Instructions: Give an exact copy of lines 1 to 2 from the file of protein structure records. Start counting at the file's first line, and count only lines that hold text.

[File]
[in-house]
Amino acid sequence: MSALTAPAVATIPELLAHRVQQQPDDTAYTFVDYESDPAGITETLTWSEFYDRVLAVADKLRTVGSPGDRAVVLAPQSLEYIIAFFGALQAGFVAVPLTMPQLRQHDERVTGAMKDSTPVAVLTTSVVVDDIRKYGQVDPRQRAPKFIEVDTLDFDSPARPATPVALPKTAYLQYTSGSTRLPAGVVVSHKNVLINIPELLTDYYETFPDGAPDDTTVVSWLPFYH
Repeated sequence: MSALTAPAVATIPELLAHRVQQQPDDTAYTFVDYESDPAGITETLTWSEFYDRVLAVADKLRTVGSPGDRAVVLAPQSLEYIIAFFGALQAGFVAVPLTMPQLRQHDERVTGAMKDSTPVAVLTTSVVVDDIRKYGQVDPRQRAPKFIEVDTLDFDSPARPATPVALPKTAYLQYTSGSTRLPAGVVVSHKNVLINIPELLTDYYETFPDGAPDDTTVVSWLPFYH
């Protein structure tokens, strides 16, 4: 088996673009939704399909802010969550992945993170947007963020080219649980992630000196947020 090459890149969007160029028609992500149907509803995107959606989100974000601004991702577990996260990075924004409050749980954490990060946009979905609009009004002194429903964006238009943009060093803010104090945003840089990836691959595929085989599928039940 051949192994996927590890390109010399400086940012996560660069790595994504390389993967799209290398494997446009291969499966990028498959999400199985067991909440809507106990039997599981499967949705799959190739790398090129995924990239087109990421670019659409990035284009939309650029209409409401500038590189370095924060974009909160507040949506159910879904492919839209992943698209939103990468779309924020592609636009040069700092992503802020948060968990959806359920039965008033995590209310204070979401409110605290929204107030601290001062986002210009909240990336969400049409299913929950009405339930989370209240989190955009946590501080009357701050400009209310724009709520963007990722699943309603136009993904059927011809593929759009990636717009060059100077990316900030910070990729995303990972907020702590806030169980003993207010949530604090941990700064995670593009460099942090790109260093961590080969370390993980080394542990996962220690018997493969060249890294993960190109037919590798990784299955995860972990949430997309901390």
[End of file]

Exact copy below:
[in-house]
Amino acid sequence: MSALTAPAVATIPELLAHRVQQQPDDTAYTFVDYESDPAGITETLTWSEFYDRVLAVADKLRTVGSPGDRAVVLAPQSLEYIIAFFGALQAGFVAVPLTMPQLRQHDERVTGAMKDSTPVAVLTTSVVVDDIRKYGQVDPRQRAPKFIEVDTLDFDSPARPATPVALPKTAYLQYTSGSTRLPAGVVVSHKNVLINIPELLTDYYETFPDGAPDDTTVVSWLPFYH